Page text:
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WHERE R THEY NOW?: KEN CARPENTER

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By Patrick Lujanken carpenter

Cyclist Ken Shimizu Carpenter stole the sports spotlight in the late 1980’s and early 1990’s when he represented the United States in the sprint cycling events in the 1988 Seoul and 1992 Barcelona Olympics. The gold medalist of the 1987 Pan American Games has been back to Guam occasionally over the years to visit his Shimizu family. GSPN catches up with the former Olympian to see what he’s been up to.

GSPN: What have been up to recently?
KC: After 15 years in the financial industry I’m taking some time off. On occasion I coach/mentor some of the Juniors (under 18) on Team Specialized, an organization that I’ve been involved with for 15 years.

I’ve taken up Jiu Jitsu and currently that is my hobby/passion. I really wish I’d taken it up earlier, but I’m glad I found it. Currently I’m a Ralph Gracie purple belt, when I’m in Guam I train at Purebred with Stephen Roberto and my cousin Steven Shimizu. It really is a small world, I remember Stephen Roberto back when I was riding, he used to hang with Steven Shimizu, now we all train BJJ together, odd that we all found the same sport.

Carpenter shares time with cousin Carlos Shimizu, Uncle Paul Shimizu and cousin TJ Shimizu. (courtesy photo)

Carpenter shares time with cousin Carlos Shimizu, Uncle Paul Shimizu and cousin TJ Shimizu. (courtesy photo)

GSPN: There’s a whole new generation of Guam athletes and fans. Why is it important for them to know who Ken Carpenter is?

KC: My hope is that in some small way I was able to inspire people to chase their dreams whatever they may be. I pride myself as being a hard worker, a grinder, someone willing to put the time in. That’s a tough lesson to learn, and something I try to explain/teach athletes I come in contact with. That said, It seems like this generation seems to have their stuff together, that includes not only the athlete but the parents and coaches as well.

GSPN: It’s been over 20 years since your Olympic days with USA on your chest. How has life been on and off the bike since then?

Carpenter while competing at the Open De Nations '92, just prior to the Barcelona Games. (courtesy photo)

Carpenter while competing at the Open De Nations ’92, just prior to the Barcelona Games. (courtesy photo)

KC: I really have a lot to be happy about. I got lucky and married the right girl 18 years ago. I had a great career on wall street due in large part to being an Olympian and a cyclist, I found that my athletic background opened a lot opportunities that would have never presented themselves otherwise. I still ride my bike 2 -3 times a week, with some old bike racers, and I’m in the BJJ studio 5-6 times a week. Life is good, though I would like to visit Guam more often.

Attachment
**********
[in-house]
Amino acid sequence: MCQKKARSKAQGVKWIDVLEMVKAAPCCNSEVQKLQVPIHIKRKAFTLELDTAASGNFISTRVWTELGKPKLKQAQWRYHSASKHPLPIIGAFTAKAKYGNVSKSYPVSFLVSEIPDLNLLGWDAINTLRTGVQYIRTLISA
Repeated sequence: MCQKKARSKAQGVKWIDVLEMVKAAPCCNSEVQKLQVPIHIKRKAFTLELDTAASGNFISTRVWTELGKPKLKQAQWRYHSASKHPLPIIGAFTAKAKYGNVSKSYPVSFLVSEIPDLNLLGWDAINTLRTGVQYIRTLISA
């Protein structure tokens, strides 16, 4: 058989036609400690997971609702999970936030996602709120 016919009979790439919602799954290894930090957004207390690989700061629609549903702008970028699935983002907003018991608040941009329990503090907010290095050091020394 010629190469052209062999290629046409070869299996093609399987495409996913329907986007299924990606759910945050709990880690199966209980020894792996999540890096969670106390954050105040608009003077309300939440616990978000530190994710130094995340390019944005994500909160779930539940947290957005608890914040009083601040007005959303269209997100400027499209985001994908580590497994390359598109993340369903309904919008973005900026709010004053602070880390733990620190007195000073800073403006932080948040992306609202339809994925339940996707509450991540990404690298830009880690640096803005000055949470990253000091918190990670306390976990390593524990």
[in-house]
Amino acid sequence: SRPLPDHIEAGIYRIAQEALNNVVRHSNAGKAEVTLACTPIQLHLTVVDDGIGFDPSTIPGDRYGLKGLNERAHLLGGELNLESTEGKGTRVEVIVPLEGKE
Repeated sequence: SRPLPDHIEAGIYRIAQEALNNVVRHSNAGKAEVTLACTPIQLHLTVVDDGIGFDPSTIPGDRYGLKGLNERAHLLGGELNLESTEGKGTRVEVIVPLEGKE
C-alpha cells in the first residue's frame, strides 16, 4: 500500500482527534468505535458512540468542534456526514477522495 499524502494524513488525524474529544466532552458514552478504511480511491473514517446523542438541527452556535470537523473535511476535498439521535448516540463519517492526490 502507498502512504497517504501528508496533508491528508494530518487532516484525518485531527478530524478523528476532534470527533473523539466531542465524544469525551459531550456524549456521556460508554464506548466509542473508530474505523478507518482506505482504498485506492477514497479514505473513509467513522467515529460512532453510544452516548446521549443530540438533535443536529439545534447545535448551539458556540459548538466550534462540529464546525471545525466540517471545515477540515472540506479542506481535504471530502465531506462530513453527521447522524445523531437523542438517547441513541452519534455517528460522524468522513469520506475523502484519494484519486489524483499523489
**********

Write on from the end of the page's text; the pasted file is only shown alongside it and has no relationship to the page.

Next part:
GSPN: Will the nostalgia of being a USA Olympian ever wear off?

KC: In some ways no. I’ll always be an Olympian and have fond memories of those days.

GSPN: When was the last time you visited Guam and what did you do while here?

KC: I was in Guam in 2011, so it’s been too long. I spent most of my time hanging out with family, fishing, paddle boarding, a bit of BJJ. It seems simple but one of my favorite things to do is grab a couple of cold ones around sunset and look at the water. I’m a pretty simple guy.

GSPN: How do you give back to the sport that took you to the highest level of competition?

KC: I help out with the Juniors on Team Specialized. In fact one of the guys on the junior squad has roots in Guam. His name is Matt Valencia, he won the national championships for his age group last year. The biggest thing I can pass along to those kids is my experience. Maybe I can keep them from making some of the mistakes that I made.

Ken Carpenter with wife Morgan. (courtesy photo)

Ken Carpenter with wife Morgan. (courtesy photo)

GSPN: Looking back, what would you have done differently to possibly medal in those Games?

KC: That’s a great question. The biggest mistake I made was to focus too much on my strengths and not enough on my weaknesses. If I had it to do over again I would force myself out of my “game” (comfort zone) and develop other facets of the sport. It makes perfect sense now. Where is the most improvement in percentage terms going to be found? Not in the area that you are already 99% proficient in. Large percentage gains are made developing your shortcomings.

GSPN: Will we be seeing you back on Guam any time soon?

KC: I plan on coming back in September 2013 and November for my grandmother’s 95th birthday. I’d like to come in July as well.

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